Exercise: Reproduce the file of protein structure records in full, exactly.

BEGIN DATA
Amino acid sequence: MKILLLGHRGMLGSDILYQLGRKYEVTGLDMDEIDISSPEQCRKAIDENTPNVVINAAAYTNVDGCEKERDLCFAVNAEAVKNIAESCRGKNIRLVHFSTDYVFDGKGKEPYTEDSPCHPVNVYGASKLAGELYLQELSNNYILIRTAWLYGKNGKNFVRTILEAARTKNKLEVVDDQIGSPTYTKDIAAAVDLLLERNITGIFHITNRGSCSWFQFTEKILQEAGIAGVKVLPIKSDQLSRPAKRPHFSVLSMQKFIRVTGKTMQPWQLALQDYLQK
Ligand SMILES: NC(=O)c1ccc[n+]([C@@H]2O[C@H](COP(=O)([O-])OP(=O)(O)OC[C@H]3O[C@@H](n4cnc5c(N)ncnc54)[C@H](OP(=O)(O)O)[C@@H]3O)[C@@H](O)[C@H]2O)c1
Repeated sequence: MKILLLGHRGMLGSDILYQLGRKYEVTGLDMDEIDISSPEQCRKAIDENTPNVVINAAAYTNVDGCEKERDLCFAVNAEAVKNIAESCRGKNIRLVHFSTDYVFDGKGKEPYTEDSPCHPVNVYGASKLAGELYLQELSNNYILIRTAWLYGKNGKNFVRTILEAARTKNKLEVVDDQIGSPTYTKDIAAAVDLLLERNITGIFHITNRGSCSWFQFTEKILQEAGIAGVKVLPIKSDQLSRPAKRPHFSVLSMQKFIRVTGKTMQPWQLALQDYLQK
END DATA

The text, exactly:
Amino acid sequence: MKILLLGHRGMLGSDILYQLGRKYEVTGLDMDEIDISSPEQCRKAIDENTPNVVINAAAYTNVDGCEKERDLCFAVNAEAVKNIAESCRGKNIRLVHFSTDYVFDGKGKEPYTEDSPCHPVNVYGASKLAGELYLQELSNNYILIRTAWLYGKNGKNFVRTILEAARTKNKLEVVDDQIGSPTYTKDIAAAVDLLLERNITGIFHITNRGSCSWFQFTEKILQEAGIAGVKVLPIKSDQLSRPAKRPHFSVLSMQKFIRVTGKTMQPWQLALQDYLQK
Ligand SMILES: NC(=O)c1ccc[n+]([C@@H]2O[C@H](COP(=O)([O-])OP(=O)(O)OC[C@H]3O[C@@H](n4cnc5c(N)ncnc54)[C@H](OP(=O)(O)O)[C@@H]3O)[C@@H](O)[C@H]2O)c1
Repeated sequence: MKILLLGHRGMLGSDILYQLGRKYEVTGLDMDEIDISSPEQCRKAIDENTPNVVINAAAYTNVDGCEKERDLCFAVNAEAVKNIAESCRGKNIRLVHFSTDYVFDGKGKEPYTEDSPCHPVNVYGASKLAGELYLQELSNNYILIRTAWLYGKNGKNFVRTILEAARTKNKLEVVDDQIGSPTYTKDIAAAVDLLLERNITGIFHITNRGSCSWFQFTEKILQEAGIAGVKVLPIKSDQLSRPAKRPHFSVLSMQKFIRVTGKTMQPWQLALQDYLQK